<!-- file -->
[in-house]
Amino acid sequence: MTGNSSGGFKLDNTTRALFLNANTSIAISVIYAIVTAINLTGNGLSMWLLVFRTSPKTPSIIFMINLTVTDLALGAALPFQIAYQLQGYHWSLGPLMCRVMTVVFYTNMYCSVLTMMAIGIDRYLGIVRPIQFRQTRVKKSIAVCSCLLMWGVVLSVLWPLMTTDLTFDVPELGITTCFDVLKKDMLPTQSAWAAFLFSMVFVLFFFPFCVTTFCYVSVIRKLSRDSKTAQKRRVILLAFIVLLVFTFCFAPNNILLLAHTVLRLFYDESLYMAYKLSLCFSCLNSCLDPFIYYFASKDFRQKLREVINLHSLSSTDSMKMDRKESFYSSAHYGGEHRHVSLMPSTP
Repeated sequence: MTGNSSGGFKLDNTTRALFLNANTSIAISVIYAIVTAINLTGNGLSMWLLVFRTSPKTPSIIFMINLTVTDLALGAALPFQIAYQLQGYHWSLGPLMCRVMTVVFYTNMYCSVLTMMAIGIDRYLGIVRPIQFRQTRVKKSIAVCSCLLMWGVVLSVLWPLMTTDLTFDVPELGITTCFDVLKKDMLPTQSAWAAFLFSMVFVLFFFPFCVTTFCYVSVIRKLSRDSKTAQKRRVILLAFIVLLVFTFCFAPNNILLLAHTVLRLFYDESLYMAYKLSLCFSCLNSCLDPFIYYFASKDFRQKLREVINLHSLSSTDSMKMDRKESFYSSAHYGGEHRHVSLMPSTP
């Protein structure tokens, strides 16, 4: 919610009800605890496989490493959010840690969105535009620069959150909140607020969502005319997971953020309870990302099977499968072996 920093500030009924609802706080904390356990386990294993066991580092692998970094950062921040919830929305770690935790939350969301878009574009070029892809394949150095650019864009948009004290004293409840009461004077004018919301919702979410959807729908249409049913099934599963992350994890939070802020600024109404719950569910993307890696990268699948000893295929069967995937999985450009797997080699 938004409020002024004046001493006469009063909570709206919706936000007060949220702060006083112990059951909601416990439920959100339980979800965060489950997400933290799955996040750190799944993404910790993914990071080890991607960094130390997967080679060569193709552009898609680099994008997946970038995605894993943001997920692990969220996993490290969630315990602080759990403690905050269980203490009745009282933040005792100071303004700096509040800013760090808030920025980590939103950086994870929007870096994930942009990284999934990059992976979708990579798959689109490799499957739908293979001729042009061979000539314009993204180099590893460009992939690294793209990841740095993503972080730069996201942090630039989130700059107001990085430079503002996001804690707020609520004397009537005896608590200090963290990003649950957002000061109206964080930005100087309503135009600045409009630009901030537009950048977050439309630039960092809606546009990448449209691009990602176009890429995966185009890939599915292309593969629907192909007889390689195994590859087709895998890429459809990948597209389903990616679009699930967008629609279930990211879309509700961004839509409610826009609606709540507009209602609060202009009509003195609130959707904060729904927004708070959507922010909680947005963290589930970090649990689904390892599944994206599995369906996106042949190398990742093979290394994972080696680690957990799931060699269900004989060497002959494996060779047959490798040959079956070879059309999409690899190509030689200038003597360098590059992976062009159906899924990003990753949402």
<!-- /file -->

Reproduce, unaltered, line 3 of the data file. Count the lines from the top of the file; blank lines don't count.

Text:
Repeated sequence: MTGNSSGGFKLDNTTRALFLNANTSIAISVIYAIVTAINLTGNGLSMWLLVFRTSPKTPSIIFMINLTVTDLALGAALPFQIAYQLQGYHWSLGPLMCRVMTVVFYTNMYCSVLTMMAIGIDRYLGIVRPIQFRQTRVKKSIAVCSCLLMWGVVLSVLWPLMTTDLTFDVPELGITTCFDVLKKDMLPTQSAWAAFLFSMVFVLFFFPFCVTTFCYVSVIRKLSRDSKTAQKRRVILLAFIVLLVFTFCFAPNNILLLAHTVLRLFYDESLYMAYKLSLCFSCLNSCLDPFIYYFASKDFRQKLREVINLHSLSSTDSMKMDRKESFYSSAHYGGEHRHVSLMPSTP